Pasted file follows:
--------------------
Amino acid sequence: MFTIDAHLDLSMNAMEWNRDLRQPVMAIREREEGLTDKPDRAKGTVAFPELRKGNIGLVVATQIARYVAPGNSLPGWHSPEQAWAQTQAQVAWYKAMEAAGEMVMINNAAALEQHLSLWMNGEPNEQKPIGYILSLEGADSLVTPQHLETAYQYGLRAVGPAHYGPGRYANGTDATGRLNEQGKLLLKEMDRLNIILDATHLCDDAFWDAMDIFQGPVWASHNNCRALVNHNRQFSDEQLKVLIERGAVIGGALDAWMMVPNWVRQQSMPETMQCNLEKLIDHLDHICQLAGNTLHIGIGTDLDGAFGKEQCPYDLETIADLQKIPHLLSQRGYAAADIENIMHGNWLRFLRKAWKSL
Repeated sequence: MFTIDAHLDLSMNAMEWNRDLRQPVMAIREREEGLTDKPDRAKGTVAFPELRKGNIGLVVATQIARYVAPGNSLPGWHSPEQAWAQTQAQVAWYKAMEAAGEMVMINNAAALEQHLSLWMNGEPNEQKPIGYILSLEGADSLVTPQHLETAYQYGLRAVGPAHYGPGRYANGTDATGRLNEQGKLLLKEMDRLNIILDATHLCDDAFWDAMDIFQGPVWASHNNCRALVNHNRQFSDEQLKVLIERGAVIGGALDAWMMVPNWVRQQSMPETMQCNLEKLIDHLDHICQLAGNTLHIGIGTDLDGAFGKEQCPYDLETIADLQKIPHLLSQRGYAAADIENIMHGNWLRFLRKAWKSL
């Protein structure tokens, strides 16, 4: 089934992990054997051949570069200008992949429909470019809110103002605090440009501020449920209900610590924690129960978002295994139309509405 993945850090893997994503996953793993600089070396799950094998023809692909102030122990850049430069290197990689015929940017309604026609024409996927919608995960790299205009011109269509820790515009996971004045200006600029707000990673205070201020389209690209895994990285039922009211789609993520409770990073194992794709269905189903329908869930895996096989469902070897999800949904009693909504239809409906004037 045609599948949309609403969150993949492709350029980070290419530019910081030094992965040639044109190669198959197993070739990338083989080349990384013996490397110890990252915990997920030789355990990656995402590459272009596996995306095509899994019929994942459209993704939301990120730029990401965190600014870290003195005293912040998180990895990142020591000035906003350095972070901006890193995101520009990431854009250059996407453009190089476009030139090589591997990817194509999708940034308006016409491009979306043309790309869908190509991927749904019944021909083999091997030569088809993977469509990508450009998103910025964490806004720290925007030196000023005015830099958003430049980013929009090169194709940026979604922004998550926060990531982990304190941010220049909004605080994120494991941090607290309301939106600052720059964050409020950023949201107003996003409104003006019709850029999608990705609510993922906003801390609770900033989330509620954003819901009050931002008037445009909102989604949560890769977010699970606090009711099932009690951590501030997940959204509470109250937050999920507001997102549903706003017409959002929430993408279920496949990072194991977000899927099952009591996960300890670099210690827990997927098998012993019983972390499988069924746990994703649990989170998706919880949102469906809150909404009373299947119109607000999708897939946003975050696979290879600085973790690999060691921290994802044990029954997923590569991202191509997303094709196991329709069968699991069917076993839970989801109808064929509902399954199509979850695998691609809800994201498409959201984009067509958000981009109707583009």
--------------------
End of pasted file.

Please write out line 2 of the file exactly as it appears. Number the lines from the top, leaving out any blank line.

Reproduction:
Repeated sequence: MFTIDAHLDLSMNAMEWNRDLRQPVMAIREREEGLTDKPDRAKGTVAFPELRKGNIGLVVATQIARYVAPGNSLPGWHSPEQAWAQTQAQVAWYKAMEAAGEMVMINNAAALEQHLSLWMNGEPNEQKPIGYILSLEGADSLVTPQHLETAYQYGLRAVGPAHYGPGRYANGTDATGRLNEQGKLLLKEMDRLNIILDATHLCDDAFWDAMDIFQGPVWASHNNCRALVNHNRQFSDEQLKVLIERGAVIGGALDAWMMVPNWVRQQSMPETMQCNLEKLIDHLDHICQLAGNTLHIGIGTDLDGAFGKEQCPYDLETIADLQKIPHLLSQRGYAAADIENIMHGNWLRFLRKAWKSL